Day 606


Benjamin’s fever remained low grade throughout the night. He slept well, but he was super tired this morning. So was Banyan. I think Banyan has successfully fought this virus, and was in the throes of doing so when he woke up. He never reached even a state of congestion, let alone fever, but he was weak and achy. I told him he could rest until Benjamin and I needed to leave for the hospital and then we’d see how he felt. That did the trick. An extra hour in bed and he was good to go, and only missed one period of school.

Even though today’s appointment was just for a conversation with the gastroenterologist, Benji expected nausea, and asked for Kytril. His tummy has been super sensitive through this virus anyway. I gave him the Kytril and we were on our way. He didn’t eat breakfast, and slept for most of the drive over the Skyway. When we pulled into the parking garage, I received the email from One Blood with Benjamin’s video and posters promoting blood donation for the month of September, Childhood Cancer Awareness Month. He’s making such a difference to so many people.

We waited for an hour and a half for the GI doctor to come in and meet us, and our appointment lasted no more than two minutes. He was very kind and spoke directly to Benjamin in funny, age appropriate language that made us both feel comfortable. The answer to the big question we had was a resounding yes–he can perform scopes while Benjamin is already under anesthesia for his lumbar punctures. He knew I was going to ask it, and was prepared. He said he’d talked to Dr. Oshrine and had gotten caught up to speed. I didn’t ask specifically if he was comfortable with the timeline of things (i.e. would he rather perform the scopes sooner?) because he was in and out so quickly I had little time to think. But I trust Dr. Oshrine’s leadership and direction. If either physician felt things should move more quickly, they would be moving more quickly. Benjamin’s comfort is paramount to me, so I’m pleased with this schedule.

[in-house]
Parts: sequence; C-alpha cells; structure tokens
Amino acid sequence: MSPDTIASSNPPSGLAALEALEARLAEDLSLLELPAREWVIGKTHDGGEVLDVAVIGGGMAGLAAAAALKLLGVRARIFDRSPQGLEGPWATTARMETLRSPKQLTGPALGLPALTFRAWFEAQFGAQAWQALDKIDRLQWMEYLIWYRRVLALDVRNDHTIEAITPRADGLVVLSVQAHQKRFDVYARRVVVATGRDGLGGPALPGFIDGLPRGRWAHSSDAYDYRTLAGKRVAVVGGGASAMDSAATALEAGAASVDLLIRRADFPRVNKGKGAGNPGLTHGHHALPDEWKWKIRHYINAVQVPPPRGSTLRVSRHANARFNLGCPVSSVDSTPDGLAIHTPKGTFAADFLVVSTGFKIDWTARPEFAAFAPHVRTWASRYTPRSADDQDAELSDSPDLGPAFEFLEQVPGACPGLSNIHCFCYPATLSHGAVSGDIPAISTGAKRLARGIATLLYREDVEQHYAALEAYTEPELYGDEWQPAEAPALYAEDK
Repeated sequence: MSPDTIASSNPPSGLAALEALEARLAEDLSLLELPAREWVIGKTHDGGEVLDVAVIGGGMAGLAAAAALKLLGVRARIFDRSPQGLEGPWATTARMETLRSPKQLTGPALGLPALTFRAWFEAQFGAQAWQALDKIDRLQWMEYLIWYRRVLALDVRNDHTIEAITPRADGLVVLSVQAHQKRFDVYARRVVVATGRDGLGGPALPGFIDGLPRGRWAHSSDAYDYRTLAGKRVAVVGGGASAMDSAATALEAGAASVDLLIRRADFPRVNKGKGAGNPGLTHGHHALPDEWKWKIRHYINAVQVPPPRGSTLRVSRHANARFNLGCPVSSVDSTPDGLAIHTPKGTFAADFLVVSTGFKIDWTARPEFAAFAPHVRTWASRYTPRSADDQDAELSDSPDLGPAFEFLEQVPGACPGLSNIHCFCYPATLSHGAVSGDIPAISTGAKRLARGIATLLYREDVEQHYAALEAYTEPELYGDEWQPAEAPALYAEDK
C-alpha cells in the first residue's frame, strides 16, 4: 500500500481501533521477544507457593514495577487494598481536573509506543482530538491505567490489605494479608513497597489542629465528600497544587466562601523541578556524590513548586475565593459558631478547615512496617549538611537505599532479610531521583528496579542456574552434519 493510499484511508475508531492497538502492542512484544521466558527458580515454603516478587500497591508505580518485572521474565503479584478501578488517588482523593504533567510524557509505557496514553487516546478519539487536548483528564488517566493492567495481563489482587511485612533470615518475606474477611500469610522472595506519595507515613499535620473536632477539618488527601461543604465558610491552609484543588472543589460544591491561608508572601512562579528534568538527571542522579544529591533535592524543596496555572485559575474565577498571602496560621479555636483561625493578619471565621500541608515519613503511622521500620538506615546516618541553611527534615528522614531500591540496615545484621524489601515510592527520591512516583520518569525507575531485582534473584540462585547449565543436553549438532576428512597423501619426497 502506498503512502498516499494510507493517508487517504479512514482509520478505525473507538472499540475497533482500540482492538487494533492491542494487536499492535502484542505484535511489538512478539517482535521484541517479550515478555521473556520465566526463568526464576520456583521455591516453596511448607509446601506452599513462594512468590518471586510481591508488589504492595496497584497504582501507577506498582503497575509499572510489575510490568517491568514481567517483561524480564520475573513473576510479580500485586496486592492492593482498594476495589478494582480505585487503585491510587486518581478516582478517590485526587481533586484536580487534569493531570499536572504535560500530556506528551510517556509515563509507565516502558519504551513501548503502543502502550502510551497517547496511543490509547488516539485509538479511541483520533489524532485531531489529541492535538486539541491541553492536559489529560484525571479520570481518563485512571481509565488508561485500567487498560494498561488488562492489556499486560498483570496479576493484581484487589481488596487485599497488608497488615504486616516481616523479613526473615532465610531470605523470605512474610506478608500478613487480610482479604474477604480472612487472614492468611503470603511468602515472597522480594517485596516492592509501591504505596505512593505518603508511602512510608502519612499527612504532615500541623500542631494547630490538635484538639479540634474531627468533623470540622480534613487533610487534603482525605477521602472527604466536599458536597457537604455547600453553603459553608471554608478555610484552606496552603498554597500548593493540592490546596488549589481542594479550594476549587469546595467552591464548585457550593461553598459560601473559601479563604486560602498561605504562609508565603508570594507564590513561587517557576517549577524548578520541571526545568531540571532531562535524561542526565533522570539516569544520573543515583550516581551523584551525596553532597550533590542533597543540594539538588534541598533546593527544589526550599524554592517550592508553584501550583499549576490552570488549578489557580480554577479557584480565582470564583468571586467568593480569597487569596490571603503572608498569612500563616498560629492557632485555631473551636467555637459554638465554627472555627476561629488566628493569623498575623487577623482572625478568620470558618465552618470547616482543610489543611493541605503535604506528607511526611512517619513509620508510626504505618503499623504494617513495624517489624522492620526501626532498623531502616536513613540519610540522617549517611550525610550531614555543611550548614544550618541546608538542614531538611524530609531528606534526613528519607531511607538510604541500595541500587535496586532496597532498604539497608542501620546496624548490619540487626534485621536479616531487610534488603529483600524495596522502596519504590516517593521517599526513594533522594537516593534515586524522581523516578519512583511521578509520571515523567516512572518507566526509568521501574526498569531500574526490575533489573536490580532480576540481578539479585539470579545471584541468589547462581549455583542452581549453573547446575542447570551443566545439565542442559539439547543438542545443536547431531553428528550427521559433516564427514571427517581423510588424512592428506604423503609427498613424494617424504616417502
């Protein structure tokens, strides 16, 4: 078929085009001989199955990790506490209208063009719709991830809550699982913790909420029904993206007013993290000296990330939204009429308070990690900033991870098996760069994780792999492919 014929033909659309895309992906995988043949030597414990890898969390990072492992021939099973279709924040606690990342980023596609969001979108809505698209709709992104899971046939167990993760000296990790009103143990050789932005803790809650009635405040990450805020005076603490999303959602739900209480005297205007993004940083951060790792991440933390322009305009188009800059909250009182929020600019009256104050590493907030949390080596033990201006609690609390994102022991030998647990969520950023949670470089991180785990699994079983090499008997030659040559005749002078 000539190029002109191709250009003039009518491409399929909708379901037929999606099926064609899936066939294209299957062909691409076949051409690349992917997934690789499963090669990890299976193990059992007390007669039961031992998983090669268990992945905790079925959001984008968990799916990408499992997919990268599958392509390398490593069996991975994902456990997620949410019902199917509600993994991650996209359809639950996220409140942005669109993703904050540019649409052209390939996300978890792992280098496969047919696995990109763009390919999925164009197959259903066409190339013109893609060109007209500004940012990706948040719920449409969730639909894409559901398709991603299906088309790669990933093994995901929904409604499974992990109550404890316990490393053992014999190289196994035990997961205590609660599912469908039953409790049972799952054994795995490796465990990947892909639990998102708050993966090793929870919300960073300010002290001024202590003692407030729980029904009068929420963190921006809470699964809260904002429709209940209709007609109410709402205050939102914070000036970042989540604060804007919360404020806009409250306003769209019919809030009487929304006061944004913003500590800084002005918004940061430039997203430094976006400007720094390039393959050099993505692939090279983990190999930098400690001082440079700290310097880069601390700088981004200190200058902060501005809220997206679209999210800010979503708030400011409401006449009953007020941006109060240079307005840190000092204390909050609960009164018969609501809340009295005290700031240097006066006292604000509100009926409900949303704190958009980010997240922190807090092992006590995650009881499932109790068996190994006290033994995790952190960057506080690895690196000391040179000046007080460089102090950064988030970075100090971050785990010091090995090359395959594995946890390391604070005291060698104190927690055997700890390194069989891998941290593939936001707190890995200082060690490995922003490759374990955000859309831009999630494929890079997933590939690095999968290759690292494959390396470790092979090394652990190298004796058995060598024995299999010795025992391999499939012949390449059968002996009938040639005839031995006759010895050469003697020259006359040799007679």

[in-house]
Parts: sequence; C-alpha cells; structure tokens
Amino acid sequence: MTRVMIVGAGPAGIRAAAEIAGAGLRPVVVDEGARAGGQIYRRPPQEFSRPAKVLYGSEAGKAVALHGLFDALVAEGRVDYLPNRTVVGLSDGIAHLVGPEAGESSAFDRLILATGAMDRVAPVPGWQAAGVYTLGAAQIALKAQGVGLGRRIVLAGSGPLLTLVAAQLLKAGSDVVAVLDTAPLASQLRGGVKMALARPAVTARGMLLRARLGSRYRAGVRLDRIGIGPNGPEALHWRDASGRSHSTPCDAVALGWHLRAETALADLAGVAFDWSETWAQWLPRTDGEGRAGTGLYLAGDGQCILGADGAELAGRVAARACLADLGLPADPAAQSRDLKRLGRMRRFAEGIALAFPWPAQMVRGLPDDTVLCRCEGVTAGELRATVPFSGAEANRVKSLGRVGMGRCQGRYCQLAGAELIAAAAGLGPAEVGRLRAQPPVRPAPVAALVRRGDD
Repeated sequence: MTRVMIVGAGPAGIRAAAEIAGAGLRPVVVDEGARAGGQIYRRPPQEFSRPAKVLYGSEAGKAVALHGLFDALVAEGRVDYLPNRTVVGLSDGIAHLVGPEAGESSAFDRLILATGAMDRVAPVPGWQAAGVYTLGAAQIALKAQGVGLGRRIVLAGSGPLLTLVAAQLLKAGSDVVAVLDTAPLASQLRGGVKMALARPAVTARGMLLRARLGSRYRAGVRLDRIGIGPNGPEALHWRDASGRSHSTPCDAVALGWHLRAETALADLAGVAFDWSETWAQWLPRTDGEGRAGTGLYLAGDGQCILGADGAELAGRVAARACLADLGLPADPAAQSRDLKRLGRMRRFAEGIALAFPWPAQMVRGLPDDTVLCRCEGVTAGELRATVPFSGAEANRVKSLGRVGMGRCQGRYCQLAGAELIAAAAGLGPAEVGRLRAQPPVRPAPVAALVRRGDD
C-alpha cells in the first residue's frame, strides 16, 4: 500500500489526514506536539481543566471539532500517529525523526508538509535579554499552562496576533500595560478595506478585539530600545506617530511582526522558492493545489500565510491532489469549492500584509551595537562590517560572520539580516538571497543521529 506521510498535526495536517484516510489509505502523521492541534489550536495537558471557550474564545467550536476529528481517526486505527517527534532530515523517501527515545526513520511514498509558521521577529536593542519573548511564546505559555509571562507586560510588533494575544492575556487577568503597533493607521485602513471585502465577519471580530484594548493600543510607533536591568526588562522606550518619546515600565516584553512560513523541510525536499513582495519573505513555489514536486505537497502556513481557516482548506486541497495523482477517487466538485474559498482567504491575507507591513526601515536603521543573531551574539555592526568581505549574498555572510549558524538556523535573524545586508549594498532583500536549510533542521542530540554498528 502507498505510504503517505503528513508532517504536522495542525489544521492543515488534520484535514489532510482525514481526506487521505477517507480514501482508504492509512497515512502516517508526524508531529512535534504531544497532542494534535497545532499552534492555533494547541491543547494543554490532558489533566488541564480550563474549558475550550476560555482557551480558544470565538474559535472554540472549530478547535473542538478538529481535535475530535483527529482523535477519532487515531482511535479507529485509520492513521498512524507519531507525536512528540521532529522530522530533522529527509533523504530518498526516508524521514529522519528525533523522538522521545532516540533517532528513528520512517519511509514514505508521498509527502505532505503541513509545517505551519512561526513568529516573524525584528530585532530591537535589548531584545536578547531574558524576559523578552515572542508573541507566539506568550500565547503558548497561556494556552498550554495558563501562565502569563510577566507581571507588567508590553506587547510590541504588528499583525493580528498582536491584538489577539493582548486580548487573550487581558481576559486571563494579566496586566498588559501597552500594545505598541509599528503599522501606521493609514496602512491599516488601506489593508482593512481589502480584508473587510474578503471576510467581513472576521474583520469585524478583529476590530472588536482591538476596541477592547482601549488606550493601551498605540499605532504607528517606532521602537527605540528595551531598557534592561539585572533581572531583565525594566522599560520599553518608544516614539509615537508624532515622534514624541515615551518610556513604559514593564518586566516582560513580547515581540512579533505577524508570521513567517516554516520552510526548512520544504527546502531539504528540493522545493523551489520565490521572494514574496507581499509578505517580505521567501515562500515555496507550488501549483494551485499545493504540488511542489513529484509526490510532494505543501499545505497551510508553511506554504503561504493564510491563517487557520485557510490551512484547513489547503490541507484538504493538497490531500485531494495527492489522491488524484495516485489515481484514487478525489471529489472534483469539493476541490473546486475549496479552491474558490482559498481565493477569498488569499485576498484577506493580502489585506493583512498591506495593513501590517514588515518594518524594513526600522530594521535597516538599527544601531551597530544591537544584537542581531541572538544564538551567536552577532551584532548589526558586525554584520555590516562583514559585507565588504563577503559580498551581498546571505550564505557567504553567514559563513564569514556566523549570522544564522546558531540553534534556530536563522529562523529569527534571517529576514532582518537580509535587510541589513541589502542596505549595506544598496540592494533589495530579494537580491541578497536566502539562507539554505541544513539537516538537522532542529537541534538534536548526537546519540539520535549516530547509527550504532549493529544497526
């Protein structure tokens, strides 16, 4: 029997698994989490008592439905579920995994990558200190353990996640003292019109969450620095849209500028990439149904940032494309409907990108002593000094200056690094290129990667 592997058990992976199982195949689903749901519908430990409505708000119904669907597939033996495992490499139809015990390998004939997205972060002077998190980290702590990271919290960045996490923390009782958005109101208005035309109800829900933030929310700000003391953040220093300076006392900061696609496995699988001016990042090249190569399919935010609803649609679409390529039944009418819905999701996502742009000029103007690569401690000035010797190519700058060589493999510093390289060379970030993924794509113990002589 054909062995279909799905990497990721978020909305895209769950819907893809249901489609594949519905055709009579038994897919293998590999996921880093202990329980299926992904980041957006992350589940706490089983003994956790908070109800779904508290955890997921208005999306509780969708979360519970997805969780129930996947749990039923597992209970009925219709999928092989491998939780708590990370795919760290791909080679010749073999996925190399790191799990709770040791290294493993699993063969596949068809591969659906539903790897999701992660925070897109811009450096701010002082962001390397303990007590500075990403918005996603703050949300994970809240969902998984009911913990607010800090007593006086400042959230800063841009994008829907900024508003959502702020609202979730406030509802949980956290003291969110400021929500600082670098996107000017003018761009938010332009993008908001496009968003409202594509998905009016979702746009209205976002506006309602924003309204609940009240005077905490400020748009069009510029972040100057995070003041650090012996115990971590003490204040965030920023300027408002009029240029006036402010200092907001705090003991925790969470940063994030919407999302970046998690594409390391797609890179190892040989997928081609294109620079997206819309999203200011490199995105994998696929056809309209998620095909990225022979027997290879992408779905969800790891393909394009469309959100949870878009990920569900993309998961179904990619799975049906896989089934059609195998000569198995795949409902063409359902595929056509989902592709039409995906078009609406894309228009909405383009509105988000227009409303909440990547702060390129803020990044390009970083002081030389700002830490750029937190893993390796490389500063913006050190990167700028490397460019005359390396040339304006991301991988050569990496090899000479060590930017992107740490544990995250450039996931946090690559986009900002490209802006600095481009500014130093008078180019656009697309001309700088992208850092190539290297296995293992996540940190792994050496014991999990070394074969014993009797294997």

Benji will get a colonoscopy and an endoscopy immediately before his lumbar puncture in late September. The surveillance timeline beyond these procedures will depend on their results. We are taking things one day at a time. I’ve thought of several questions since our wham-bam appointment, and I’m working on a list for Benji’s clinic visit tomorrow, which is where the questions should really be asked anyway. I know Dr. Moore will have more guidelines to share with me in the morning.

On the way home, Benji’s fever kicked up again. He slept all the way back over the bridge. Since we’ve been home, the thermometer has stayed in the 100.3-100.7 range. With tomorrow’s visit so close, I had decided not to call the clinic. Benjamin didn’t eat dinner. He took his medicine early and snuggled in for bed. Then I went in to take his temperature one last time, and it was 101.4. A second reading said 101.1. I had to call the clinic.

A physician’s assistant I know relatively well called back. She said what I thought she’d say but didn’t want to hear: protocol. So now Benji and I are here in the emergency room, watching Family Feud and waiting for a nurse to access his port. We are hoping for a clean blood culture and a high enough ANC that we can come home tonight. It’s been eleven months since we’ve been here. There were tears when we left, from all four of us, and big hugs. We hope to turn right around and sleep in our own beds, and make another trip tomorrow.

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